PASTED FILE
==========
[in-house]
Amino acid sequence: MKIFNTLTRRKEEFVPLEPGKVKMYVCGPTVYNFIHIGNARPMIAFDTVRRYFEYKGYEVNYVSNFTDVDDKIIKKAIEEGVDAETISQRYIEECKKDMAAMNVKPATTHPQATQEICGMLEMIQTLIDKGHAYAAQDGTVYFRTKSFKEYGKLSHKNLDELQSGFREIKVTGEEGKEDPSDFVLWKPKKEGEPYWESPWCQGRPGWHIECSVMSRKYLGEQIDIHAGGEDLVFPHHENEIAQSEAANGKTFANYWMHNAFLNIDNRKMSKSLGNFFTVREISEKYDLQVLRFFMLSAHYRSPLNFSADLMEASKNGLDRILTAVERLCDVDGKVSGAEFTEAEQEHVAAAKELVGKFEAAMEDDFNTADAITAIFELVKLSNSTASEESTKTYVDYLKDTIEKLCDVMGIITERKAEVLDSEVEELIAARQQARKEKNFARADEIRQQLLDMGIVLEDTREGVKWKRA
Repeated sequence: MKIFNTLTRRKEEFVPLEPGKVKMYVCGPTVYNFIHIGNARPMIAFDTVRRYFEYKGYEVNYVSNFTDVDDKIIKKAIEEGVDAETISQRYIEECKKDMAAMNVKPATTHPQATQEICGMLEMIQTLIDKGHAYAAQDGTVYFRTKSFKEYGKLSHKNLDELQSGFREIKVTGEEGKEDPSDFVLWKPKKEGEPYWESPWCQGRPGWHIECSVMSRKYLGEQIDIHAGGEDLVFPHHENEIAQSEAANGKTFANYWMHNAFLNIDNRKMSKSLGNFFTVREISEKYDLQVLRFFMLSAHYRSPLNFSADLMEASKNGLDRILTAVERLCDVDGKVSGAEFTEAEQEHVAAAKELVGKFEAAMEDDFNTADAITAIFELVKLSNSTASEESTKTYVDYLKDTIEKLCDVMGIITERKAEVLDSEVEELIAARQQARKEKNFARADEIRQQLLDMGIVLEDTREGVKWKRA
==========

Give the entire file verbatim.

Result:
[in-house]
Amino acid sequence: MKIFNTLTRRKEEFVPLEPGKVKMYVCGPTVYNFIHIGNARPMIAFDTVRRYFEYKGYEVNYVSNFTDVDDKIIKKAIEEGVDAETISQRYIEECKKDMAAMNVKPATTHPQATQEICGMLEMIQTLIDKGHAYAAQDGTVYFRTKSFKEYGKLSHKNLDELQSGFREIKVTGEEGKEDPSDFVLWKPKKEGEPYWESPWCQGRPGWHIECSVMSRKYLGEQIDIHAGGEDLVFPHHENEIAQSEAANGKTFANYWMHNAFLNIDNRKMSKSLGNFFTVREISEKYDLQVLRFFMLSAHYRSPLNFSADLMEASKNGLDRILTAVERLCDVDGKVSGAEFTEAEQEHVAAAKELVGKFEAAMEDDFNTADAITAIFELVKLSNSTASEESTKTYVDYLKDTIEKLCDVMGIITERKAEVLDSEVEELIAARQQARKEKNFARADEIRQQLLDMGIVLEDTREGVKWKRA
Repeated sequence: MKIFNTLTRRKEEFVPLEPGKVKMYVCGPTVYNFIHIGNARPMIAFDTVRRYFEYKGYEVNYVSNFTDVDDKIIKKAIEEGVDAETISQRYIEECKKDMAAMNVKPATTHPQATQEICGMLEMIQTLIDKGHAYAAQDGTVYFRTKSFKEYGKLSHKNLDELQSGFREIKVTGEEGKEDPSDFVLWKPKKEGEPYWESPWCQGRPGWHIECSVMSRKYLGEQIDIHAGGEDLVFPHHENEIAQSEAANGKTFANYWMHNAFLNIDNRKMSKSLGNFFTVREISEKYDLQVLRFFMLSAHYRSPLNFSADLMEASKNGLDRILTAVERLCDVDGKVSGAEFTEAEQEHVAAAKELVGKFEAAMEDDFNTADAITAIFELVKLSNSTASEESTKTYVDYLKDTIEKLCDVMGIITERKAEVLDSEVEELIAARQQARKEKNFARADEIRQQLLDMGIVLEDTREGVKWKRA